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Old 08-08-2003, 08:04 PM
Registered User
Join Date: Dec 2002
Location: Suburban NYC
Posts: 57
Klima relay solutions for '85

Anyone with an 85 123 chassis Mercedes may benefit from my experience with the Klima system. After much help on this forum and by checking previous posts, I decided that any investment in making the original Klima provide airconditioning was a waste of money.
Here’s what I did.
I bought a Bosch ice cube relay, 30 amps, same as the one used to switch the aux fan. I removed the Klima (a $225 replacement that did no good whatsoever to restore the a/c) and using Radio Shack banana plugs, made three jumpers.
You don't need a Bosch relay; one from Auto zone will do just as well as long as it will switch more than 10 amps. More is better.
Using female crimp bullet connectors on the other end, I pushed the banana plugs into the following Klima terminals: the relay coil into ground and the 12 volts from the ccu. Everything fits nice and tight. The switch side of the relay went to 12 volt constant, and I wired a long 14 guage lead to the normally open side of the switch. Ergo, when the ccu selects anything except the economy mode, the relay kicks in. The long lead (I used a wire wrap from Auto Zone to protect it and make it look neat) goes right to the positive lead of the compressor instead of the blue lead from the Klima. Brown (ground) stays the same. I used a female spade lug for the compressor connection.
Voila. Select air and the relay kicks in the compressor. The blower speed and defrost work as normal/ On the advise of my parts supplier (Rick at Newton
******** in N.C.,) I wired the aux fan into the same hot lead. The relay will handle it, don't worrry.
Good bye flakey Klima, with its intermittent and inexplicable shutdowns.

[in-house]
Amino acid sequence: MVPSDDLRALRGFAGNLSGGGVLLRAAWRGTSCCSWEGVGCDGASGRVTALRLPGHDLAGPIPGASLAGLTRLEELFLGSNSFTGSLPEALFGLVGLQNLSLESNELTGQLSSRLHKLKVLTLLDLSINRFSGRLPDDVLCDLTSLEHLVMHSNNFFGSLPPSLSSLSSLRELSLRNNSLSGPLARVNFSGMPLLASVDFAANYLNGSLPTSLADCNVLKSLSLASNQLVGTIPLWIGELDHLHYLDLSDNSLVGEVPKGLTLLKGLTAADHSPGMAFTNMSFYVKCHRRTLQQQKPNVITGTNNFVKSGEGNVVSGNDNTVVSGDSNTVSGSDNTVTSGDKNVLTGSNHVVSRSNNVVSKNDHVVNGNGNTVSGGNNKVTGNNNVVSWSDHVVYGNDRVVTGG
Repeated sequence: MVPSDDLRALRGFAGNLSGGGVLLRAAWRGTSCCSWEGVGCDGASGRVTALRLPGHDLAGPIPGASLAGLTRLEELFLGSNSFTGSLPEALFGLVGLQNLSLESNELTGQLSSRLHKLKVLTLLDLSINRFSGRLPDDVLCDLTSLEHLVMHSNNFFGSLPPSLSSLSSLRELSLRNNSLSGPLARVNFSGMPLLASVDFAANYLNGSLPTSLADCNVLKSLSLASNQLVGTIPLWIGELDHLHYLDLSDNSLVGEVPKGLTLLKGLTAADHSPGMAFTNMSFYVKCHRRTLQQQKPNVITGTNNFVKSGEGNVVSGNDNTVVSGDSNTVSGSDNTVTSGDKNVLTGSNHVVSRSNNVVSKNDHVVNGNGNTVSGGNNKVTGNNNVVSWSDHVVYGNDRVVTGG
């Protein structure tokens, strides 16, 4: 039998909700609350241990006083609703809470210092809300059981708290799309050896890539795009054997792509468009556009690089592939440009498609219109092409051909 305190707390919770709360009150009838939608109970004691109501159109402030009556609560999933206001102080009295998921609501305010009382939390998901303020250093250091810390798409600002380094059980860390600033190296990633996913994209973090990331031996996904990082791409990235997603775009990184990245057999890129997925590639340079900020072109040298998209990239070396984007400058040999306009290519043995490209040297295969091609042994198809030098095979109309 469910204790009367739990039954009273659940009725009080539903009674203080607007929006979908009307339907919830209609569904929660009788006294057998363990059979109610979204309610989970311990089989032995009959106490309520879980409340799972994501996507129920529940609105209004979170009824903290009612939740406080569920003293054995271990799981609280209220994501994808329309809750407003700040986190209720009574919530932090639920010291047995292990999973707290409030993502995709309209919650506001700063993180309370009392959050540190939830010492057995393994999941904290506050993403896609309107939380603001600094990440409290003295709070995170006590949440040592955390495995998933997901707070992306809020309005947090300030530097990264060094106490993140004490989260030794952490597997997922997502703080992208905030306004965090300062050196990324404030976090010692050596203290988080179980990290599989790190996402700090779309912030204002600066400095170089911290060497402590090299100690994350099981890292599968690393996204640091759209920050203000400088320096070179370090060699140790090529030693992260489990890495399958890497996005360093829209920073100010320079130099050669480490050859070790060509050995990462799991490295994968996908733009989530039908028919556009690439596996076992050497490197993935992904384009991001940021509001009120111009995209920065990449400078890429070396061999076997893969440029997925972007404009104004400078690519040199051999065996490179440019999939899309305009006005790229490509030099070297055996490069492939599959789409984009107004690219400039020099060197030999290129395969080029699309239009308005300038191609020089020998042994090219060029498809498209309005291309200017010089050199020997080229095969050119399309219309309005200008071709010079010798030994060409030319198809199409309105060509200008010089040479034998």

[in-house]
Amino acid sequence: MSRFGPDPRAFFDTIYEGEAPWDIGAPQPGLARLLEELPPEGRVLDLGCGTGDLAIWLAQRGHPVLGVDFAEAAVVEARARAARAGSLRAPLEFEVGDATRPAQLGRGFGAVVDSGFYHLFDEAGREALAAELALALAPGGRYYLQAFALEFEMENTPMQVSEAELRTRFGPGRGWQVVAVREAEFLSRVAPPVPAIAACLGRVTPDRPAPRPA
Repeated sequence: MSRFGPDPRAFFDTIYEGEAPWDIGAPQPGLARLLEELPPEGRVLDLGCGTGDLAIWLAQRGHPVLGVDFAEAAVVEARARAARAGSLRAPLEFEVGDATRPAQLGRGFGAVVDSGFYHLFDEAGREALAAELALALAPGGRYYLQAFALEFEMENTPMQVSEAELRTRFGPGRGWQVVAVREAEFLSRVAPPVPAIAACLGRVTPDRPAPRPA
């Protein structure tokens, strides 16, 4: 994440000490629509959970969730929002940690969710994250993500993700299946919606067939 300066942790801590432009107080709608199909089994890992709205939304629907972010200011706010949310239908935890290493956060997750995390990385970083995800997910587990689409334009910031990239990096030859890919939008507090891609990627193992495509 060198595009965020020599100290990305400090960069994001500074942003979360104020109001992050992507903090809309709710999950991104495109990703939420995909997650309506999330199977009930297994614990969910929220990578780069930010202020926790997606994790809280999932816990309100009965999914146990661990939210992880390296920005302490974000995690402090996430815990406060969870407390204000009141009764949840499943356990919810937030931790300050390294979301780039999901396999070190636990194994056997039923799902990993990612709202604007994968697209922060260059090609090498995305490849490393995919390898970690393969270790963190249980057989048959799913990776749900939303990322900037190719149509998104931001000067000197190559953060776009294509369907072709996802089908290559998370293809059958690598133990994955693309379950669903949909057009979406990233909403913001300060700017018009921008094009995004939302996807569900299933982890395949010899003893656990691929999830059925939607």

You will loose the automatic temp control, but I have a simple answer. I select the lower fan speed and the hi-low button (to the right of defrost) to keep from freezing. Everything else works normally.
To keep things neat, I stuffed the whole works back into the Klima relay cover and replaced it.
Instead off sweltering, cool air.
Your compressor is still protected by the high and low pressure switches upstream (which cut off the ccu). Your fan comes on right away without waiting for the temperature switch to kick in. My engine temp runs below 120 even in traffic while I enjoy cool breezes.
Several things to watch for:
Use a meter or test light to isolate the control voltage from the climate control unit (the thing in the dashboard that looks like an old Grundig radio and is probably made from the same crappy components). Don't allow the ccu to switch the compressor or fan directly. It will blow out big time.
Mark the control terminal and allow it to switch the relay only. There's a 12 volt constant on the Klima socket that will be ample to power the compressor and fan.
You don't even have to buy a relay. If you are bypassing the aux fan relay, you can use that one.
Keep your wiring neat and watch for shorts. Use short leads on the bullet connectors and banana plugs. Be sure the insulation covers them and crimp well.
And this solution is only really safe for the 1985 123, as far as I know, because some later models used the Klima system to monitor engine speed and protect the engine from belt failure. If the serpentine belt breaks or slips because of compressor problems, you may have a long walk home.
The Klima system on the 85 is much more complex and expensive than that of the preceeding 123 models, which I fixed by jumping the temperature sensor behind the glove box.
This fix is simple, cheap and reliable.
And if anyone wants to buy a new Klima relay before I put it on ebay, lt me know. If you want the terminal identifications, email me. I can only tell you what works for me.
Stage Wizards Lighting and sound designer
1981 SD 328,000
1985 300TD, 266,000
1984 300 TD, 267,000
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